EPA Releases Updated Clean Water Act Financial Capability Assessment Guidance

On February 1, EPA released its final updated Clean Water Act Financial Capability Assessment (FCA) Guidance to “help communities ensure public health protections and financial feasibility as they work to comply with the Clean Water Act (CWA).” When discharges from municipal wastewater treatment facilities violate the CWA, EPA sets a schedule for the municipality to implement control measures to address the discharges as soon as possible. The FCA Guidance outlines strategies for communities to follow to support affordable rates while planning investments in water infrastructure.

The FCA Guidance:

  • Looks at ways to lower costs of compliance and reduce or mitigate the financial impact of water service costs on a community’s low-income households when setting schedules for implementing control measures related to CWA violations or when making certain WQS decisions for public entities.
  • Considers households with incomes in the lowest quintile and other poverty factors affecting communities.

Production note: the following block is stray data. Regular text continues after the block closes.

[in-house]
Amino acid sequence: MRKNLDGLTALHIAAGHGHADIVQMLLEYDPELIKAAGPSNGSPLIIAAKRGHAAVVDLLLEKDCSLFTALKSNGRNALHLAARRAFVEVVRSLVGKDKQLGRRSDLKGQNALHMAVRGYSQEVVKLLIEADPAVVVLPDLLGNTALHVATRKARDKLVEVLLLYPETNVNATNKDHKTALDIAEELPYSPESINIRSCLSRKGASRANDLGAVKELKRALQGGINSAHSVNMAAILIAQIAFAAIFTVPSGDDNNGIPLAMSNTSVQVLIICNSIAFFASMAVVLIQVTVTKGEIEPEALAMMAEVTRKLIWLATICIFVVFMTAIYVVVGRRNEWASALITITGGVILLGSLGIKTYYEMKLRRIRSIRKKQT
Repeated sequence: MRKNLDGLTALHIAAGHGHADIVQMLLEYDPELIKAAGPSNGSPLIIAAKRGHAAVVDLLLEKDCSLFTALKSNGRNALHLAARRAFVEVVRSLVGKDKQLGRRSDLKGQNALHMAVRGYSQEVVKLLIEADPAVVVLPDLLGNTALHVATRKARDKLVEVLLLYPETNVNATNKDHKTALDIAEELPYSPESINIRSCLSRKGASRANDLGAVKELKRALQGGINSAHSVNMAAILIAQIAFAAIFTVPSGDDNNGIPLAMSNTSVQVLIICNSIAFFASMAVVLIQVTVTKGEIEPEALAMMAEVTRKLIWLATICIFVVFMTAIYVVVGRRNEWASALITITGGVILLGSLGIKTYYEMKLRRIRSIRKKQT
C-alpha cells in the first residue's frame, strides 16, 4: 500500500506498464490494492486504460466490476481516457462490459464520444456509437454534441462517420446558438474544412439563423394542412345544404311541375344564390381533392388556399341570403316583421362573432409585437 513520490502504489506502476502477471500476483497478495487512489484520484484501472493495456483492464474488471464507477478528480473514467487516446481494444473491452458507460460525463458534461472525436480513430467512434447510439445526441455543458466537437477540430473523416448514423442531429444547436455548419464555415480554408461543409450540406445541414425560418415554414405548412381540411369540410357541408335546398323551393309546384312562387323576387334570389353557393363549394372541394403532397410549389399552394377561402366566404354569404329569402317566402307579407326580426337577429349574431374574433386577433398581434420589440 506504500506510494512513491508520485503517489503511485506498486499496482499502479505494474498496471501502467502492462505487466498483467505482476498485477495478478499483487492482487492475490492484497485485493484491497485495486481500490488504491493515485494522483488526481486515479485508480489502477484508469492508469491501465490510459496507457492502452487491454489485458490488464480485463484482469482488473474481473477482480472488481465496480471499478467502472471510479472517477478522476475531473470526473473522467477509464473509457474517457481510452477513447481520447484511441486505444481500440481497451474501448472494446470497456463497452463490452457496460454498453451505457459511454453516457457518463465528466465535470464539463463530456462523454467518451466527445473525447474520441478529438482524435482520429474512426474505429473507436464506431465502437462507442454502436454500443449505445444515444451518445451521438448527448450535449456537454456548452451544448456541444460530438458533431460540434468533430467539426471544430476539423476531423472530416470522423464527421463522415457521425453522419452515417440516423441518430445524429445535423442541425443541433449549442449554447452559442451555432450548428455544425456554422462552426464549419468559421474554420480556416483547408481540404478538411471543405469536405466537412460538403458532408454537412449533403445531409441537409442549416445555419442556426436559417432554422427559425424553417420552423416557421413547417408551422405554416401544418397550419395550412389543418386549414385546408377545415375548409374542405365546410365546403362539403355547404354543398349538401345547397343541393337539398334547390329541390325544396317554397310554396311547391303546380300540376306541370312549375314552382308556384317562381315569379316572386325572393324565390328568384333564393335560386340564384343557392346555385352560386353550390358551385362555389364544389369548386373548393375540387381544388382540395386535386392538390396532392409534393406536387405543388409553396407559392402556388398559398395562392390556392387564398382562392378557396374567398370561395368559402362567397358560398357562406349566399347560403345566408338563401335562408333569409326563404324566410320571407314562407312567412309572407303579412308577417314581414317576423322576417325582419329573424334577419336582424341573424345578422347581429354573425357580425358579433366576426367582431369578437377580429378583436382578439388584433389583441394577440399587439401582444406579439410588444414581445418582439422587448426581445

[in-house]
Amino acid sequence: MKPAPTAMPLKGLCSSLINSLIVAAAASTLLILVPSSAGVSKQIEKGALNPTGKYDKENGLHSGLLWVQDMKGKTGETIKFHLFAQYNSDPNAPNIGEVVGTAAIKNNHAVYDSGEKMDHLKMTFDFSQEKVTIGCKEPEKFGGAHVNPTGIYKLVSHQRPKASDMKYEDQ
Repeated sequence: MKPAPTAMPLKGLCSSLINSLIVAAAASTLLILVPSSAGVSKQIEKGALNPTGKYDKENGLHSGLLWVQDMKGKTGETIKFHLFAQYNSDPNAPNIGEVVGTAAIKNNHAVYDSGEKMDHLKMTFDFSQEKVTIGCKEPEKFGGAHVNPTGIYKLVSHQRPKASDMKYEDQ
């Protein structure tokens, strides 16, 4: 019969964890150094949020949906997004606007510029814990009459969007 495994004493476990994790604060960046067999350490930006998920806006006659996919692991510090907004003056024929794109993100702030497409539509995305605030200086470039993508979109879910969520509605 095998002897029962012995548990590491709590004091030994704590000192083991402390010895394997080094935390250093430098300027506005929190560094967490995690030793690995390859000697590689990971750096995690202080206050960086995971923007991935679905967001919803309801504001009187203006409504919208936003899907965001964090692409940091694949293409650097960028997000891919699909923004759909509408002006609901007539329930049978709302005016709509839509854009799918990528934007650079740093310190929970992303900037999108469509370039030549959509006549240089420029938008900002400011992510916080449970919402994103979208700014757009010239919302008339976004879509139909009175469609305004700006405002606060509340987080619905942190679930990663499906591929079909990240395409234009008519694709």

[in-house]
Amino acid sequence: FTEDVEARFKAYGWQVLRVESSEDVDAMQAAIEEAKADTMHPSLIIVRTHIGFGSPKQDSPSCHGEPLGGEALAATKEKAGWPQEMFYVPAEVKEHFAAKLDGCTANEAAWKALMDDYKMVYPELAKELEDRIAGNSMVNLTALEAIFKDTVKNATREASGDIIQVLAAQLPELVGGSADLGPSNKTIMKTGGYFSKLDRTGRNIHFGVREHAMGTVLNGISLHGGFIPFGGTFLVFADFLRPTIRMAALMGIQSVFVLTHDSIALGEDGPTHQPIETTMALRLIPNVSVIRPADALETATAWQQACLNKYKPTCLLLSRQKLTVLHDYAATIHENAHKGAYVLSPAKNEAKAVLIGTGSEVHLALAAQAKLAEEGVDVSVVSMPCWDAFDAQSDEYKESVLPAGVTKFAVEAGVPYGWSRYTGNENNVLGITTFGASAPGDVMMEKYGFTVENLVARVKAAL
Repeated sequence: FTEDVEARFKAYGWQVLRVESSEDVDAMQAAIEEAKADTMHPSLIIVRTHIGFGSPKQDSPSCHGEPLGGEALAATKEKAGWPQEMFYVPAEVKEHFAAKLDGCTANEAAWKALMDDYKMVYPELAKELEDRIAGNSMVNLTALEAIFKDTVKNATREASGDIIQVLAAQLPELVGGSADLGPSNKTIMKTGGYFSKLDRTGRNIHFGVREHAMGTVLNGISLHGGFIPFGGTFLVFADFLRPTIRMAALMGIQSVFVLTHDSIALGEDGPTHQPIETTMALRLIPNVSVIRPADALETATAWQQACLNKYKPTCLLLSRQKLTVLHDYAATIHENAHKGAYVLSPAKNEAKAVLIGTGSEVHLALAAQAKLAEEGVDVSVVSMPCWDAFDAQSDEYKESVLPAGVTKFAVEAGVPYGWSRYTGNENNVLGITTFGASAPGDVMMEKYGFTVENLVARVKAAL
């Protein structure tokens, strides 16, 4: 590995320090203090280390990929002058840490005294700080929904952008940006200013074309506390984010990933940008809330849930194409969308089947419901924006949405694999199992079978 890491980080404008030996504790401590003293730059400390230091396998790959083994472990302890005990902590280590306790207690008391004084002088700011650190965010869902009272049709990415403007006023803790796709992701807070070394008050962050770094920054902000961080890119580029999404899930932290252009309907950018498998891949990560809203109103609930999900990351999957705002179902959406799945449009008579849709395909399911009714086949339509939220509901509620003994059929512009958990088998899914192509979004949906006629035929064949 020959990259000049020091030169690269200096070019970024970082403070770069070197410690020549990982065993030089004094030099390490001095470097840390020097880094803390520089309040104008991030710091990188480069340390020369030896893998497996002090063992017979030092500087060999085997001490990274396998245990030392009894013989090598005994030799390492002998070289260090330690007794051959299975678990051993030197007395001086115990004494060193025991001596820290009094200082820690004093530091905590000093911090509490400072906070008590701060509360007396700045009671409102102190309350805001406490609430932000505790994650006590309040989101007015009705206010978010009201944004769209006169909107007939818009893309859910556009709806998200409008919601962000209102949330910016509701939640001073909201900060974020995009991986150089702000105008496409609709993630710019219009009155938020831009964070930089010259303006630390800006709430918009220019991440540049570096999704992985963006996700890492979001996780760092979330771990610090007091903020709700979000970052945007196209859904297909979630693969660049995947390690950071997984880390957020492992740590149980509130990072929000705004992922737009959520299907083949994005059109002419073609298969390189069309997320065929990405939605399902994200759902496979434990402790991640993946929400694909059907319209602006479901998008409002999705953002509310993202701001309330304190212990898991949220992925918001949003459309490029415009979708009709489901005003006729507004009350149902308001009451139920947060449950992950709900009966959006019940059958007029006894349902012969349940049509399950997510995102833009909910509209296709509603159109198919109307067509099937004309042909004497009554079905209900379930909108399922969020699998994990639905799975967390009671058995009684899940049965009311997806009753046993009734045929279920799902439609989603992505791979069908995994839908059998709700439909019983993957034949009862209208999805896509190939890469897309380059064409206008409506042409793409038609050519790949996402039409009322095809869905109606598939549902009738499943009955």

• For schedule development, provides a second option for assessing financial capability through a dynamic financial and rate model that looks at the impacts of rate increases over time on utility customers.
  • Outlines strategies that municipalities can employ to reduce costs and relieve the burden on low-income residents while ensuring clean water for residents. Tools such as variable rate structures, consumer assistance programs, and grants or subsidies from the Clean Water State
    Revolving Fund are some of the tools outlined in the guidance.
  • Strongly encourages additional subsidy or grant consideration from governmental funding sources for entities that are seeking extended schedules due to financial capability constraints.
  • Provides general CWA compliance schedule benchmarks up to 20 years for high financial impacts, or up to 25 years for unusually high impacts, after consideration of financial alternatives.
  • Explains how an FCA would apply to proposed decisions on WQS variances and antidegradation reviews that rely on economic demonstrations. In appropriate cases, these methodologies may also inform decisions about revisions to designated uses, subject to additional analyses.

The FCA Guidance is not legally binding and is meant to be a starting point for negotiations. The updated guidance supersedes the 1997 Guidance for Financial Capability Assessment and Schedule Development. EPA released a corresponding fact sheet and a question and answers document.